While perspective-taking is an important life skill, I observe repeatedly that many individuals have been taught to use it as a tool to minimize their own suffering and grief. Paradoxically, this simply creates another obstacle to integrating one’s authentic life experiences and the potential healing benefits for self and others. It also often creates another layer of suffering, as the comparative subtext is: Who am I to claim I’ve suffered?
In The Faraway Nearby, Rebecca Solnit, speaks to this with great clarity and eloquence:
Other’s woes can be used as reproaches and sometimes are: how dare you think about your own private suffering when wars are raging and children are being bombed? There is always someone whose suffering is greater than yours. The reproaches are often framed as though there is an economy of suffering, and of compassion, and you should measure yourself, price yourself, with the same sense of scarcity and finite resources that govern monetary economies, but there is no measure of either. In high does suffering is boundless and incomparable and overwhelming.
Furthermore, whenever we connect to our own authentic life experiences, it expands our capacities to relate to and care about the suffering we observe in ever-widening circles of relationships: family, friends, community, state, nation, and the world.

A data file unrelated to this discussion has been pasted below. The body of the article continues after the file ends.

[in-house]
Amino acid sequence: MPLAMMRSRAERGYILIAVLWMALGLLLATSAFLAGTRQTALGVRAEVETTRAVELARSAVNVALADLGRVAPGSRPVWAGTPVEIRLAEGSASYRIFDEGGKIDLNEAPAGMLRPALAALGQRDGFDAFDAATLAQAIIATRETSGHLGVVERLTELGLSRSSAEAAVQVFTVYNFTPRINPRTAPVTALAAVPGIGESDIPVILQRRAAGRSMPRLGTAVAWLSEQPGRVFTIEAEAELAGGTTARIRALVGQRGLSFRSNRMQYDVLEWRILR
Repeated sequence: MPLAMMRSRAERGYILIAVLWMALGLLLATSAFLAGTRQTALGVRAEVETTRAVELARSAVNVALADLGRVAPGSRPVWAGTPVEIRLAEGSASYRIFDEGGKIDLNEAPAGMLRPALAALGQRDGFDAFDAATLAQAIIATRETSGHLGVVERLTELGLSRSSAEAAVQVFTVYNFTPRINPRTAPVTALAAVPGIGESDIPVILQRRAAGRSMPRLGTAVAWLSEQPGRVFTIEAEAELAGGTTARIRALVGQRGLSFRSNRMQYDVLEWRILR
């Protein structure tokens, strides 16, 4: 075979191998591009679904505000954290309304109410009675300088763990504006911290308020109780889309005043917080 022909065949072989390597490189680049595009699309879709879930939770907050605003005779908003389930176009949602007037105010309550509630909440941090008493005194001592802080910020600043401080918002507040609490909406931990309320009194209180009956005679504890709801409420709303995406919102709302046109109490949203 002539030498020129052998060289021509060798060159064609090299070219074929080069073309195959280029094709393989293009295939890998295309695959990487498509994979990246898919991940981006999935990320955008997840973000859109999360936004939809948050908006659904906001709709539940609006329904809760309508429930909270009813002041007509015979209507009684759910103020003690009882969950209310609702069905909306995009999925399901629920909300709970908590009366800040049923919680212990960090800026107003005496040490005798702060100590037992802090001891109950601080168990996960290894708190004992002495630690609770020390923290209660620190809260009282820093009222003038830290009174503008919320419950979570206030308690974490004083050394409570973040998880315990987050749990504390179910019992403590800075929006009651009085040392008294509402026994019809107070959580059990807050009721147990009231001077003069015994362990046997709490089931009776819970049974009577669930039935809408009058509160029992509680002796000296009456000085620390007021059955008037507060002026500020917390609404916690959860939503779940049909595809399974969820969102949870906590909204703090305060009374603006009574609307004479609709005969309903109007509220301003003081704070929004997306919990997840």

Today, through the Parliament of World Religions’ 2021 Conference online, I had the privilege of speaking with two bright, emotionally intelligent, compassionate individuals engaged in youth work in India. While we could all imagine the differences between our respective worlds and work, the connecting threads were that youth in India and the States (and everywhere) meeting the obstacles: of poverty, family distress/dissolution, educational access challenges, employment demands or access to employment, etc. and need community support, mentorship, and compassionate, skillful programming to help them create a life beyond survival mode. We made space for the fullness across landscapes and time, and hope to connect again to explore more how therapeutic yoga and mindfulness practices can support resiliency and healing for youth and those who provide services to them.